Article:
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© 2001

The Colour of Disease

Syphilis and Racism in South Africa, 1880–1950

  • Authors
Book

Part of the St Antony’s Series book series (STANTS)

Table of contents

  1. Front Matter
    Pages i-xii
  2. Karen Jochelson
    Pages 1-9
  3. Karen Jochelson
    Pages 10-33
  4. Karen Jochelson
    Pages 93-110
  5. Karen Jochelson
    Pages 163-177
  6. Back Matter
    Pages 178-248

About this book

Introduction

Today AIDS dominates the headlines. A century ago it was fears of syphilis epidemics. This book looks at how the spread of syphilis was linked to socio-economic transformation land dispossession, migrancy and urbanisation disrupted social networks - factors similarly important in the AIDS crisis. Medical explanations of syphilis and state medical policy, however, were shaped by contemporary beliefs about race. Doctors drew on ideas from social Darwinism, eugenics, and social anthropology to explain the incidence of syphilis among poor whites and Africans, especially women, and to help define 'normal' and abnormal sexual behaviour for racial groups.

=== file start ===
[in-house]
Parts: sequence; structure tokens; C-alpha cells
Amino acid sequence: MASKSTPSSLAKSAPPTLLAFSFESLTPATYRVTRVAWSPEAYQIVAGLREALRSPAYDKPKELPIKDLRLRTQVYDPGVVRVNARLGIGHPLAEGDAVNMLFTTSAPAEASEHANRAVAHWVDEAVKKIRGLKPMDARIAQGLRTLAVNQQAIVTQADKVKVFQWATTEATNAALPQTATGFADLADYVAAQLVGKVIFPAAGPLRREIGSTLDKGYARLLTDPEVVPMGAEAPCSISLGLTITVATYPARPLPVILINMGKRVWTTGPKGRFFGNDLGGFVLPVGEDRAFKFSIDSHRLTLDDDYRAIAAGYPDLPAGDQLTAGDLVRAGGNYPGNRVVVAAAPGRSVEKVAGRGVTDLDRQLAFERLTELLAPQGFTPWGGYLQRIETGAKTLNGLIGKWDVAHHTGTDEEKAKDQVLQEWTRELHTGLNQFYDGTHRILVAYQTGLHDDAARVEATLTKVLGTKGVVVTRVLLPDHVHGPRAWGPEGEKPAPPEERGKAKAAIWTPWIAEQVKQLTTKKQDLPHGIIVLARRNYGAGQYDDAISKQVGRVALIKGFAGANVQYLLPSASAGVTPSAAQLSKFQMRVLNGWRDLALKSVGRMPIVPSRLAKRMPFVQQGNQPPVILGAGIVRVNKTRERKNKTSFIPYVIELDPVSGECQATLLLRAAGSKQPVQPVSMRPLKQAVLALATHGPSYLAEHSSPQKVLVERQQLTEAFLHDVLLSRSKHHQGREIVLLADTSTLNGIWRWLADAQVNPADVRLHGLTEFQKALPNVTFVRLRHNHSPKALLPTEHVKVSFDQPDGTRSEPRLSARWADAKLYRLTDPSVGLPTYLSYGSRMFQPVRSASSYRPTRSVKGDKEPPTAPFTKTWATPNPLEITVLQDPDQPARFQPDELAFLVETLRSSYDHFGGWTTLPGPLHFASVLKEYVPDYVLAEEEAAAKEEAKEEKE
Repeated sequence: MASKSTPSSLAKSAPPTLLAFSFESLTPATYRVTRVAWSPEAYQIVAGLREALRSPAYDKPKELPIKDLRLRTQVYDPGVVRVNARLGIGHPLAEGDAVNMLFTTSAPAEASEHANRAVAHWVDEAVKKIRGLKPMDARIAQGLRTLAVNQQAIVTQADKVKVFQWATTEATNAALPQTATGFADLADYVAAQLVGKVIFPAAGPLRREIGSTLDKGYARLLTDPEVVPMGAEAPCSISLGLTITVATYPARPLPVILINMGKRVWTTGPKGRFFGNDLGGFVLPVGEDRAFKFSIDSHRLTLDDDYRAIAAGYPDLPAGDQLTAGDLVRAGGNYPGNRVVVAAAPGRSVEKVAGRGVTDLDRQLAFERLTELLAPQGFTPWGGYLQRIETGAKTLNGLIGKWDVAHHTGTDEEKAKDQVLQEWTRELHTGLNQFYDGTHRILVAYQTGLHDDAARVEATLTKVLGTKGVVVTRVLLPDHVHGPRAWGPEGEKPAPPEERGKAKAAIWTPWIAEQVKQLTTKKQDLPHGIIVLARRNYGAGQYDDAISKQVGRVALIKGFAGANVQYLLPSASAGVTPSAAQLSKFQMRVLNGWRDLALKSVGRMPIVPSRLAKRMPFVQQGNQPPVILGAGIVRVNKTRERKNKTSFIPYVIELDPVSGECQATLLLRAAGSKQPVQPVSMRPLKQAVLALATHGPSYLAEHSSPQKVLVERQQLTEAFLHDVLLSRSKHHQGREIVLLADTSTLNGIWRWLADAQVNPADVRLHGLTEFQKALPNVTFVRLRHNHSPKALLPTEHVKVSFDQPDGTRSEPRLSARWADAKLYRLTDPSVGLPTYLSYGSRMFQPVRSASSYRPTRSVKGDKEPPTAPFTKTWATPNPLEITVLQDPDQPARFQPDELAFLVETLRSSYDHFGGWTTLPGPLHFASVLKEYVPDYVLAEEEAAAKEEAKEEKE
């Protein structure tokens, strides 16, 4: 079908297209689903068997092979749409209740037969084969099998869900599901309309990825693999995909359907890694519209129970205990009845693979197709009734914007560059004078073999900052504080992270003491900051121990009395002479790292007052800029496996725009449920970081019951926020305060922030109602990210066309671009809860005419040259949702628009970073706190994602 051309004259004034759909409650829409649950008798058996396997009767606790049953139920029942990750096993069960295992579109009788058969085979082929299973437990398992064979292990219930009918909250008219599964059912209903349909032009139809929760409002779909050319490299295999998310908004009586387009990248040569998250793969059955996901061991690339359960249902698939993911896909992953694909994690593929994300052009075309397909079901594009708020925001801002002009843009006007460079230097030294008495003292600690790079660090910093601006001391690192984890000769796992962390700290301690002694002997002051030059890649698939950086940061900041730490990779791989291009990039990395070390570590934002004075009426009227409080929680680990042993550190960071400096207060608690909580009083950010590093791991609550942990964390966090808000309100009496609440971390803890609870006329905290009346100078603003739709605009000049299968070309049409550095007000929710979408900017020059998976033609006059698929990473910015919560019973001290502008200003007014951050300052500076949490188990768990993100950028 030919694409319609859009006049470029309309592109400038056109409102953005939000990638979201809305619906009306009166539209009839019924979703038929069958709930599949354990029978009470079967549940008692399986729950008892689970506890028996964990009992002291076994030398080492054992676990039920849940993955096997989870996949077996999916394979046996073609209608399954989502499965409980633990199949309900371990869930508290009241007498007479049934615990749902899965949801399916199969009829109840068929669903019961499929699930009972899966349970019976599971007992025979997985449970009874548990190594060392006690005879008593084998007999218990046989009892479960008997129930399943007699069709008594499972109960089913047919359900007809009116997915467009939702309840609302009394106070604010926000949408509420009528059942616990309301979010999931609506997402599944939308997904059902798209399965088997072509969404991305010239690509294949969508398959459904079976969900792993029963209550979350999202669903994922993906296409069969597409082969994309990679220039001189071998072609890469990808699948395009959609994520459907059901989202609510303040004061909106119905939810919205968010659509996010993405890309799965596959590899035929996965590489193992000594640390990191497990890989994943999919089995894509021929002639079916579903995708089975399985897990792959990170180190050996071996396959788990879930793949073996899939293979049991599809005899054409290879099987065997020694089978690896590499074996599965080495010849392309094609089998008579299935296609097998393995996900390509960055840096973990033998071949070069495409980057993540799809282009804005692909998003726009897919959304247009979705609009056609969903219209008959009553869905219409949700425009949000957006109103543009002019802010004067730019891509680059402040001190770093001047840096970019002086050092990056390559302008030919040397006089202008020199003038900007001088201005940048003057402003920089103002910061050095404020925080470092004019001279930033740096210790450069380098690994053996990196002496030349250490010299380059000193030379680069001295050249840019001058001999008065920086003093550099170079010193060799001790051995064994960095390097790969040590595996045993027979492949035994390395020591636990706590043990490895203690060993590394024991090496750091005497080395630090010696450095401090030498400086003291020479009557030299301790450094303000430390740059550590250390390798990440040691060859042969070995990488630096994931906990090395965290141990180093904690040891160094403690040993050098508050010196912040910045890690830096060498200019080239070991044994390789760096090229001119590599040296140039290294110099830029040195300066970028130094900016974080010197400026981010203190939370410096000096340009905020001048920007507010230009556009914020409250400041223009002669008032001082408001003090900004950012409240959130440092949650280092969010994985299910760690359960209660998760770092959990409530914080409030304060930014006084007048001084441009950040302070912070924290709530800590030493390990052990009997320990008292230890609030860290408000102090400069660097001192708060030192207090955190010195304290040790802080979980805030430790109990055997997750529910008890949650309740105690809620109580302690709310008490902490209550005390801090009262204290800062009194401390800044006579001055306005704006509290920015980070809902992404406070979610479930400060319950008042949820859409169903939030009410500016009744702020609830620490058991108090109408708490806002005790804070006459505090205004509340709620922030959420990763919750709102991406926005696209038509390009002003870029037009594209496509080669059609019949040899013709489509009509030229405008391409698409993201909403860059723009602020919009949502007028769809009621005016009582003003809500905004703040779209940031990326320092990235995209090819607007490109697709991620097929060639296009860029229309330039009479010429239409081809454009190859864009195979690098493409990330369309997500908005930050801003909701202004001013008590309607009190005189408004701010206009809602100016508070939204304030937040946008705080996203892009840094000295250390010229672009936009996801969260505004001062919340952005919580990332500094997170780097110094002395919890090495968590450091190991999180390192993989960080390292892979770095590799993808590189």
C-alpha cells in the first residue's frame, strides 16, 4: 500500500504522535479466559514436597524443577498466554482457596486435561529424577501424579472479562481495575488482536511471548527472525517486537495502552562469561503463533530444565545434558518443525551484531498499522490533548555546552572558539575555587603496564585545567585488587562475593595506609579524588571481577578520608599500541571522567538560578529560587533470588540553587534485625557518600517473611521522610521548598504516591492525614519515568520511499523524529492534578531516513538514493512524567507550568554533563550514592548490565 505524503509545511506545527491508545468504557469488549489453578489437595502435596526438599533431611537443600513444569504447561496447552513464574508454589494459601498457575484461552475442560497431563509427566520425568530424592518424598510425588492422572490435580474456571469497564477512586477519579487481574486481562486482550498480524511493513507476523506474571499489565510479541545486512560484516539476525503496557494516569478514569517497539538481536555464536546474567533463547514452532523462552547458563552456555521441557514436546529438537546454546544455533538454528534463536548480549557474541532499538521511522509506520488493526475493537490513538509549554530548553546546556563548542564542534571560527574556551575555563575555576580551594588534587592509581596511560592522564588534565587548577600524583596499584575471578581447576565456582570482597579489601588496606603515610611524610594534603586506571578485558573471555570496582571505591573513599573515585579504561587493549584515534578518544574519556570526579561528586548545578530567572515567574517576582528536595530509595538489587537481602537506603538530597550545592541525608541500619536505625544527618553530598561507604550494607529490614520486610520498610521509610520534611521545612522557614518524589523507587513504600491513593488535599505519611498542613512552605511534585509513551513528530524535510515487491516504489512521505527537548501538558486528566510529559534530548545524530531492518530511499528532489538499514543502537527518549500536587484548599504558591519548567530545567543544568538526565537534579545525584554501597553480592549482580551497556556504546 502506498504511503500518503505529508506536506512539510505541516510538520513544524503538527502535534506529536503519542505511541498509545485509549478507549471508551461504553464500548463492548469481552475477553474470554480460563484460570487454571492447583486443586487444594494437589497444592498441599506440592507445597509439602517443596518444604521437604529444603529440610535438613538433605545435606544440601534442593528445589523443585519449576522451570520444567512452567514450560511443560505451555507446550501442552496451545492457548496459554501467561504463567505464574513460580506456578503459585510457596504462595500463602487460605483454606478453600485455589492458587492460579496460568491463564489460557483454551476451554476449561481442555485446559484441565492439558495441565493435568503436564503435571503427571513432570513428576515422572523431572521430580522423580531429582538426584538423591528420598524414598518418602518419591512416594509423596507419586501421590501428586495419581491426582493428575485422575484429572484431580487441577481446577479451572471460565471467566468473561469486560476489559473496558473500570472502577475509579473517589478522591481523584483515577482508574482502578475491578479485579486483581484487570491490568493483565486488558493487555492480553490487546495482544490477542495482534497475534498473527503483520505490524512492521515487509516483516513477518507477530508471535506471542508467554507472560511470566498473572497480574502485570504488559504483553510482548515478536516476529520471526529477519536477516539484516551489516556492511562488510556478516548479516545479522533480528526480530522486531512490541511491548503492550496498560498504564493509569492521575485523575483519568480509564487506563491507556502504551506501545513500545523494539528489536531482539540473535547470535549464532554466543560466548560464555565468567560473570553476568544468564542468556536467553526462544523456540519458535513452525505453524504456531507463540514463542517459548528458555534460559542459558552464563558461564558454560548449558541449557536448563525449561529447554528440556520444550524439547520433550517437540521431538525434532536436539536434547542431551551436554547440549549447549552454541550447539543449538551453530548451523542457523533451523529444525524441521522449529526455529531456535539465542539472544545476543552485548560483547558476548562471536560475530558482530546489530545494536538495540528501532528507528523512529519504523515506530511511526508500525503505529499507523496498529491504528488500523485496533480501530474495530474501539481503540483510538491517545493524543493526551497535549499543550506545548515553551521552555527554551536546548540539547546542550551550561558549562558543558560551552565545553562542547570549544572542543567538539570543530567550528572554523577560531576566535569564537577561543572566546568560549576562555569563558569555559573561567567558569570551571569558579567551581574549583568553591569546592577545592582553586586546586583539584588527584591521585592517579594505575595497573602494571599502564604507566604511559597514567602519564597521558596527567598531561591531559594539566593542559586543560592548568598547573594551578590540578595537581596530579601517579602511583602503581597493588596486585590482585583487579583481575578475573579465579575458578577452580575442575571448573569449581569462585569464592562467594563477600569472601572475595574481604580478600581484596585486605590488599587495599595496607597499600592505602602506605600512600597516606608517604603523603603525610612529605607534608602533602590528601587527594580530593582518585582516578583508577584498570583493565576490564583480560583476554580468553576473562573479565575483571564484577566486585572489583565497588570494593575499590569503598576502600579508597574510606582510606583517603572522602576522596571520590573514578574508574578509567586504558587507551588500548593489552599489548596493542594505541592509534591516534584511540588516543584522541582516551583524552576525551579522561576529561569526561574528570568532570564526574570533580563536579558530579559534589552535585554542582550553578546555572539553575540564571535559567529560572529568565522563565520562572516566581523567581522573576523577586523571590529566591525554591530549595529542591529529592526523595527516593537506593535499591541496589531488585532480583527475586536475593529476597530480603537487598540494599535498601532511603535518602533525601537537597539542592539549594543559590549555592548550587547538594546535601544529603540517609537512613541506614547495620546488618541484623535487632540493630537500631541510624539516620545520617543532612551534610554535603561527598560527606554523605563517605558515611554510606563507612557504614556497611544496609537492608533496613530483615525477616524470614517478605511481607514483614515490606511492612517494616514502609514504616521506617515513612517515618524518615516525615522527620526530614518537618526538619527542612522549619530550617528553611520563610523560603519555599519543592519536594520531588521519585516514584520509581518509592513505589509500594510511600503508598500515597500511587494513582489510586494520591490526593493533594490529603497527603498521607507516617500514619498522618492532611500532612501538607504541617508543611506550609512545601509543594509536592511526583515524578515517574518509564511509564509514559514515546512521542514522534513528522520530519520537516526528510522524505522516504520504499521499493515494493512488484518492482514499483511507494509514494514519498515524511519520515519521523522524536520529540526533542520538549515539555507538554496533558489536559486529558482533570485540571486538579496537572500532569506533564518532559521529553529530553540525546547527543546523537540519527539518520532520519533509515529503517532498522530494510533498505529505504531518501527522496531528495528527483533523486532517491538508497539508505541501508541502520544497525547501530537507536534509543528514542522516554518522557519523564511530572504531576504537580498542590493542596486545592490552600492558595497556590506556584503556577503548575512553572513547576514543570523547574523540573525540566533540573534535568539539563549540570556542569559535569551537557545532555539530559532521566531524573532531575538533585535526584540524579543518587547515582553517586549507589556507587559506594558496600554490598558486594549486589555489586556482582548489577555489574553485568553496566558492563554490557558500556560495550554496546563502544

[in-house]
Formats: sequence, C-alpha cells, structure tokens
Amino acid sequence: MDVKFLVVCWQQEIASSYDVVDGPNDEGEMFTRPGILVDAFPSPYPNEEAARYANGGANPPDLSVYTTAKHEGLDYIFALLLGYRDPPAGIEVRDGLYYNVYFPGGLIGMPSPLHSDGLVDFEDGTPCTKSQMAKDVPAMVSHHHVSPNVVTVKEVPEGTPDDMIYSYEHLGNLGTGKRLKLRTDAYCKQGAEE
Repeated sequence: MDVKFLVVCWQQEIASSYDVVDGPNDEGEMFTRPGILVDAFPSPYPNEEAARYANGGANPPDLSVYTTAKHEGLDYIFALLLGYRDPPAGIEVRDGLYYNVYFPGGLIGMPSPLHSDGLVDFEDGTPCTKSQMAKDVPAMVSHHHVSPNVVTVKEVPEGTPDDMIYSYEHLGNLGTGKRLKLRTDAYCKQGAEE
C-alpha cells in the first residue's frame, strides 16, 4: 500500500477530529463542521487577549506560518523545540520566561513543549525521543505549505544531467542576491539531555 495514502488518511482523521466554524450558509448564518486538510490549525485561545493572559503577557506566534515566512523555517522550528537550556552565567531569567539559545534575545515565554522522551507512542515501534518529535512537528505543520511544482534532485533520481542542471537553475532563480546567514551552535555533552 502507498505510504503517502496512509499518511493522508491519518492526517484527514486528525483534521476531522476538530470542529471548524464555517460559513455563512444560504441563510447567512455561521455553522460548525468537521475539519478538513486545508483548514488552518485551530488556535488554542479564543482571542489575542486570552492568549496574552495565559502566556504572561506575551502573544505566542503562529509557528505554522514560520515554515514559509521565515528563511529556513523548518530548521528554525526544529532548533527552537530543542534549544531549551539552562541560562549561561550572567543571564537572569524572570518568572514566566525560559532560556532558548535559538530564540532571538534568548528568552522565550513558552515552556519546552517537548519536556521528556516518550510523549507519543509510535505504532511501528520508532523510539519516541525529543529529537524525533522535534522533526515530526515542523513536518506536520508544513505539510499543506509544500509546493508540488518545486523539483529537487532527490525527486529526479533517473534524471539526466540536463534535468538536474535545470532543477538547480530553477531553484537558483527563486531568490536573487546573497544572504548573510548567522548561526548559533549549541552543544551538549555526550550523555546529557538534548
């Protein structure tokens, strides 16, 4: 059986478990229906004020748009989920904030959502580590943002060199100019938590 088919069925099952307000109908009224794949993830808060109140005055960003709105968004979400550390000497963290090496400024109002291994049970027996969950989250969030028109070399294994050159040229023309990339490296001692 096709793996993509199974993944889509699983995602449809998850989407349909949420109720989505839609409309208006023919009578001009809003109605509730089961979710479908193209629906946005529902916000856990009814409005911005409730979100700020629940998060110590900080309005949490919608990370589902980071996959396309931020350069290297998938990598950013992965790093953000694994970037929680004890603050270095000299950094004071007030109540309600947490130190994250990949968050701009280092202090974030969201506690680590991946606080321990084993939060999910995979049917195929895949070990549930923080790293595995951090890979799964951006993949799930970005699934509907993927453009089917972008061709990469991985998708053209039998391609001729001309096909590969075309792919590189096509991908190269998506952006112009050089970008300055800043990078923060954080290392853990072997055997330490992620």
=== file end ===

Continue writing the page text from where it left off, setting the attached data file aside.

Keywords

AIDS anthropology behavior bibliography crisis education Eugenics prostitution race social network social networks state transformation treatment women

About the authors

KAREN JOCHELSON taught at the University of York, and then held a Wellcome research fellowship at the Institute of Commonwealth Studies at the University of London. Since completing an MBA at the London Business School she has consulted to business on sustainable development, human rights, biotechnology and stakeholder relations.

Bibliographic information

Reviews

'This is an innovative study in social and medical history. Following Randall Packard's book on tuberculosis, it is a pioneering analysis of a single disease and its ramification in the country's history. Understanding both the incidence, and treatment, of syphilis in South Africa demands attention to migrant labour, the development of medical services, prostitution and racial ideas. The approach adopted is also an excellent foundation for an analysis of the contemporary epidemic of AIDS which threatens to ravage the sub-continent. The final chapter makes such linkages explicit.' - William Beinart, Professor of Race Relations, University of Oxford